1st Edition

Social Cognition
Understanding Self and Others

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ISBN 9781593850852
Published November 3, 2004 by Guilford Press
612 Pages

USD $70.00

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Book Description

An ideal text for undergraduate- and graduate-level courses, this accessible yet authoritative volume examines how people come to know themselves and understand the behavior of others. Core social-psychological questions are addressed as students gain an understanding of the mental processes involved in perceiving, attending to, remembering, thinking about, and responding to the people in our social world. Particular attention is given to how we know what we know: the often hidden ways in which our perceptions are shaped by contextual factors and personal and cultural biases. While the text's coverage is sophisticated and comprehensive, synthesizing decades of research in this dynamic field, every chapter brings theories and findings down to earth with lively, easy-to-grasp examples.

Table of Contents

Introduction: What Does It Mean to ""Know"" Something?
1. Naive Realism: The Construction of Reality in the Pursuit of Social Knowledge
2. Automaticity and Control
3. Categories and Category Structure: Person Memory Informs Impression Formation Processes
4. On Schemas and Cognitive Misers: Mental Representation as the Building Blocks of Impressions
5. Dual-Process Models
6. Attribution
7. Correspondence Bias and Spontaneous Trait Inference
8. Shortcoming and Biases in Person Perception
9. On Perceptual Readiness: Chronic Sources of Judgmental Influence
10. Temporary Accessibility/Priming Effects: Assimilation and Contrast in Impression Formation
11. Stereotypes and Expectancies
12. Control of Stereotypes and Expectancies
13. From the Intra- to the Interpersonal: Bridging the Gap from Cognition to Behavior

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Gordon B. Moskowitz, PhD, was drawn to social psychology as an undergraduate at McGill University. He received his PhD from New York University in 1993. While at NYU, he developed interests in impression formation, automaticity, minority influence, accessibility effects, stereotypes, and the effects of goals on each of these processes. Following graduate training, Dr. Moskowitz did a year of postdoctoral study at Max Planck Institute in Munich. After a year as a faculty member at the University of Konstanz, he decided to return to the United States and moved to Princeton University, where he was Assistant Professor in the Department of Psychology from 1994 to 2001. In the fall of 2001 Dr. Moskowitz moved to Lehigh University, where he is now Associate Professor in the Department of Psychology. In addition to his research presented in journals such as Journal of Personality and Social Psychology and Journal of Experimental Social Psychology, Dr. Moskowitz has edited a book titled Cognitive Social Psychology, has served on the editorial boards of several journals, and has been awarded a grant from the National Science Foundation for his research on the control of stereotyping.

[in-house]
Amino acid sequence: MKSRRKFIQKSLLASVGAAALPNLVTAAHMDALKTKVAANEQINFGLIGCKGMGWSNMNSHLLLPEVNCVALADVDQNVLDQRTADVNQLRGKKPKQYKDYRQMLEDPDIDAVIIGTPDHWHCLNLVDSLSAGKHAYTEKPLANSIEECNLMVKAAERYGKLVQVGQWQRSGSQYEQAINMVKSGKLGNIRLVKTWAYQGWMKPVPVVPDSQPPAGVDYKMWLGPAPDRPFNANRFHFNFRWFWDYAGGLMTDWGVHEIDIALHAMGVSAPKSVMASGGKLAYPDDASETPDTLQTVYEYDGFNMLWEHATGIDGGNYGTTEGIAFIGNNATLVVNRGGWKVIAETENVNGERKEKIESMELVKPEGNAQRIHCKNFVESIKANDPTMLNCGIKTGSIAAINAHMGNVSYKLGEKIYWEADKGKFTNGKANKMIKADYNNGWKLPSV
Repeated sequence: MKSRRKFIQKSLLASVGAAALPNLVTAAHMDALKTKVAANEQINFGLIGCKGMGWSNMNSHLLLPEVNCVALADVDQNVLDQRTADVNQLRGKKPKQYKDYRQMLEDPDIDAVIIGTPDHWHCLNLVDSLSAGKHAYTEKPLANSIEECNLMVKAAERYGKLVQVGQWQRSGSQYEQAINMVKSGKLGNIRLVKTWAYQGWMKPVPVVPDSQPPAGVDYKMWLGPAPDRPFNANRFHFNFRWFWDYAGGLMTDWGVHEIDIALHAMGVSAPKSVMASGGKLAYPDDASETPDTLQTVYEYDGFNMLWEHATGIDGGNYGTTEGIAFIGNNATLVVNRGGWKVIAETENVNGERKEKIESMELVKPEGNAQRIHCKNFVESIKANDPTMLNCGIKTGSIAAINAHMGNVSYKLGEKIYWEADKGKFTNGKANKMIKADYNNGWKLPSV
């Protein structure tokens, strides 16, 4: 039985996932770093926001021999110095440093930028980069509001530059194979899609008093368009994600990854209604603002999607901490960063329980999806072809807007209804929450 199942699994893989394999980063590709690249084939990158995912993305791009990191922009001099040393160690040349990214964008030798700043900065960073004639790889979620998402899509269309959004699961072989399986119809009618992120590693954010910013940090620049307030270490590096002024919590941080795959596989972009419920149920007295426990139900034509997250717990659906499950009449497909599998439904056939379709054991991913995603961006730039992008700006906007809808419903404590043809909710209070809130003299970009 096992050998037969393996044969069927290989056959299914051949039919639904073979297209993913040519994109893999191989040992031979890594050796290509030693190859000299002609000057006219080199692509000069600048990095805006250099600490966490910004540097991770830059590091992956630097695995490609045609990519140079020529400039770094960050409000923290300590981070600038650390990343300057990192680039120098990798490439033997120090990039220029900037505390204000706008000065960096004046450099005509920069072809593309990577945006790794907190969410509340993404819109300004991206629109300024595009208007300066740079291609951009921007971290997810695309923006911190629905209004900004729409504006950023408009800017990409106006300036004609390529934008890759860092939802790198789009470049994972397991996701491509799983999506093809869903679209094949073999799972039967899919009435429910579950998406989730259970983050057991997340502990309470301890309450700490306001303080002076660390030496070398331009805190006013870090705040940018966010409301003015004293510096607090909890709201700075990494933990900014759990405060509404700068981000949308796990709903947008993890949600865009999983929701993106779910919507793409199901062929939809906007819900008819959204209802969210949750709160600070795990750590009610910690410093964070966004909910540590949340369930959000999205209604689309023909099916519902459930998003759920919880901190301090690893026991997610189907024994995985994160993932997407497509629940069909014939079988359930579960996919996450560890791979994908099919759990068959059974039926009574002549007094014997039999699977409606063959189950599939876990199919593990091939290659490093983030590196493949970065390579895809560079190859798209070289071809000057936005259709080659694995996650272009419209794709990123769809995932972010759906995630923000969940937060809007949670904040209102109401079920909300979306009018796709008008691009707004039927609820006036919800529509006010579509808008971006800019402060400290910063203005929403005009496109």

Gordon Moskowitz is one of the leaders of the next generation of social cognition researchers, a highly respected researcher with an eye always on the direction and future of the field. In this valuable book, Moskowitz not only brings the reader up to speed on the brief but intensely productive history of social cognition; he also integrates the important sub-areas of the field into a compelling and pleasing whole. - John A. Bargh, PhD, Department of Psychology, Yale University

Turn randomly to a page in Moskowitz's Social Cognition and you'll be impressed by the clear writing, the carefully selected mix of classic and cutting-edge studies, and the charmingly eclectic range of illuminating examples and illustrations. Read longer and your appreciation will grow, for this book provides a smart, integrative, and intellectually satisfying exploration of processes of the social mind. What a rare find: a book that will appeal as much to undergraduate and graduate students as it will to the professors who assign it to them! - Steven Neuberg, PhD, Department of Psychology, Arizona State University

This book is a scholarly tour de force. Finally, we have a book that collects all the diverse research on social perception in one place. Utterly comprehensive, the book covers self-, other-, and group-perception, and integrates them into a common framework. This book should become the bible of person perception research. It is broad and deep, and could be used successfully in classes ranging from large undergraduate lecture courses to small graduate seminars. - Jeffrey Sherman, PhD, Department of Psychology, Northwestern University